D3000 got rained on - a write-off?

hartz

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A couple of months ago my D3000 got rained on - fairly soaked through. It seems like it "wants to" work - the menus operates, it focuses, everything looks good until you try to take a photo. I can hear the mirror flip up, but no photo is written to the card and you then get an error to "press shutter release again", after which you hear the mirror flip back and the menus become available again.

The local repairs people were completely uninterested in even looking at it. Presumably such a "cheap camera" is more expensive to repair than to replace.

Fortunately the lens that were mounted still works perfectly.

I got a Nikon D5100 as replacement. Yay. A D7000 would have been better but I bough the D5100 brand new at 50% of retail (someone selling an unwanted gift). For the money a bargain and for my needs its just perfect.

But now I still have the D3000. Should I keep trying to get it repaired to have a backup camera, or should I sell it as "spares, not working". What is the chances that it can ever work again?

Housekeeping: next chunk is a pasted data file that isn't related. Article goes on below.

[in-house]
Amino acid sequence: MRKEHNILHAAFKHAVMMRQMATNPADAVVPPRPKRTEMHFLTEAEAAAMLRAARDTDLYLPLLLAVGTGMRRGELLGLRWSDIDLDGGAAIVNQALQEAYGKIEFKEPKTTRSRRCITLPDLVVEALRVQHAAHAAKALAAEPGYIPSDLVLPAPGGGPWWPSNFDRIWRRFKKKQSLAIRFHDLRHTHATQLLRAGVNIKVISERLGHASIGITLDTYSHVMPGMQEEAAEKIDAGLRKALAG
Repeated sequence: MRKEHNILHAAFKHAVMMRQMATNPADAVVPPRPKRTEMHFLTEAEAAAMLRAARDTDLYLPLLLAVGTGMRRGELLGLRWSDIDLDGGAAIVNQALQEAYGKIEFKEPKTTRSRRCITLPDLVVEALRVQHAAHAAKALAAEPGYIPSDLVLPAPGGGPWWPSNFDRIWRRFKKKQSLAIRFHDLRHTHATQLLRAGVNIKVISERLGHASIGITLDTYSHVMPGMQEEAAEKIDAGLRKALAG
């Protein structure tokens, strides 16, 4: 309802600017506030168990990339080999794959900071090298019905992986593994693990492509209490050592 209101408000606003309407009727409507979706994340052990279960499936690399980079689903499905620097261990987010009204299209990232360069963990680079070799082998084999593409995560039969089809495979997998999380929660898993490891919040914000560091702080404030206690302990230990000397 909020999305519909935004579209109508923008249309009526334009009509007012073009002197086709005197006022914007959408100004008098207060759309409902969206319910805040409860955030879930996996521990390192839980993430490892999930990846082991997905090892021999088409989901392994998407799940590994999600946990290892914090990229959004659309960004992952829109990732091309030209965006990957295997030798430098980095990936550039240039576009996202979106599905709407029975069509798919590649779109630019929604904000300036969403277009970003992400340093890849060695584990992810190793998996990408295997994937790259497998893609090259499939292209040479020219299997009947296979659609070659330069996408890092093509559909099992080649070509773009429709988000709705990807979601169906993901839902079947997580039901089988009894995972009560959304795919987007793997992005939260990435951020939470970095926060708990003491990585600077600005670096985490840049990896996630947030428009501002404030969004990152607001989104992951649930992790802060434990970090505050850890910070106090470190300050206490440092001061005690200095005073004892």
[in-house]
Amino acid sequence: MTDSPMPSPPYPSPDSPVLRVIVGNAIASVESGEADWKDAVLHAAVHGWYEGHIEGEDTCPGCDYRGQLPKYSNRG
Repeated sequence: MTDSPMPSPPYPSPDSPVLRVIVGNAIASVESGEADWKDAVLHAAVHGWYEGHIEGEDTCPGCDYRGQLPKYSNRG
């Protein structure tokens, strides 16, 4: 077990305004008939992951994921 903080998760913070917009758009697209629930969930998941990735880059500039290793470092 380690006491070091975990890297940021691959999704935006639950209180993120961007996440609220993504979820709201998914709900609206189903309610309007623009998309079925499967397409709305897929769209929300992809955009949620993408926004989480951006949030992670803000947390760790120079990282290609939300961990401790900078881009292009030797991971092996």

SCraig

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I'm sure it could be made to work again, but odds are it would cost as much as buying a new one. Personally I'd keep it around as a reminder not to let my cameras get rained on.
 

KmH

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The next time any of your consumer electronics gets wet, turn it off if it isn't already off, remove the battery if you can, and as soon as possible dry off the outside as best you can.

Put 2 cups of uncooked rice in a ziplock bag big enough to hold the rice and set your your electronic consumer item in the bag on top of the rice. Close the bag and let it sit for at least 72 hours.

The rice will absorb any additional moisture you couldn't get to.
 
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hartz

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My partner found it the next morning. She took out the battery and memory card immediately.

When she told me I took off the lens. I would have flipped up the mirror if I could but I didn't want to turn it on. I left it like that for 3 days then tried to turn it on, and got the error. I turned it back off, keeping it open and in a warm dry place (top of the fridge) for weeks. No change when I tested it again. I tested it again a few weeks later, still no luck.
 

480sparky

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It very well could be a matter of the rainwater worked it's way into the camera, bringing chemicals / minerals in it with it. The water evaporated, but the chemical / mineral stayed around, fouling up the electronics by causing an unintentional path for electrons to flow.